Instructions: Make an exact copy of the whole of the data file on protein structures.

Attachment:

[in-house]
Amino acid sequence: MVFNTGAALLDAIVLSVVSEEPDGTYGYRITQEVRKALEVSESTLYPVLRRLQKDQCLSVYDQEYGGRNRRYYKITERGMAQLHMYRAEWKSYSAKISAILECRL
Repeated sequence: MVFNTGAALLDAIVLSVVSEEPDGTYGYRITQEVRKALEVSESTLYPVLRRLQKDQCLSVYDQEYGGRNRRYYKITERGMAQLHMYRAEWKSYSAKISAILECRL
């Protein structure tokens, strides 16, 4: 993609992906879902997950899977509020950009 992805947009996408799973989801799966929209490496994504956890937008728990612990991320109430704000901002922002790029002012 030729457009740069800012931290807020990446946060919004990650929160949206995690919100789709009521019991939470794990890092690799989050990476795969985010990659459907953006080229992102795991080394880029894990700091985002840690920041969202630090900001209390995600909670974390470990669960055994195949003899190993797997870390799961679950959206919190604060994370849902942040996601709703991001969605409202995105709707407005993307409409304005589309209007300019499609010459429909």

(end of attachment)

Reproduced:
[in-house]
Amino acid sequence: MVFNTGAALLDAIVLSVVSEEPDGTYGYRITQEVRKALEVSESTLYPVLRRLQKDQCLSVYDQEYGGRNRRYYKITERGMAQLHMYRAEWKSYSAKISAILECRL
Repeated sequence: MVFNTGAALLDAIVLSVVSEEPDGTYGYRITQEVRKALEVSESTLYPVLRRLQKDQCLSVYDQEYGGRNRRYYKITERGMAQLHMYRAEWKSYSAKISAILECRL
């Protein structure tokens, strides 16, 4: 993609992906879902997950899977509020950009 992805947009996408799973989801799966929209490496994504956890937008728990612990991320109430704000901002922002790029002012 030729457009740069800012931290807020990446946060919004990650929160949206995690919100789709009521019991939470794990890092690799989050990476795969985010990659459907953006080229992102795991080394880029894990700091985002840690920041969202630090900001209390995600909670974390470990669960055994195949003899190993797997870390799961679950959206919190604060994370849902942040996601709703991001969605409202995105709707407005993307409409304005589309209007300019499609010459429909």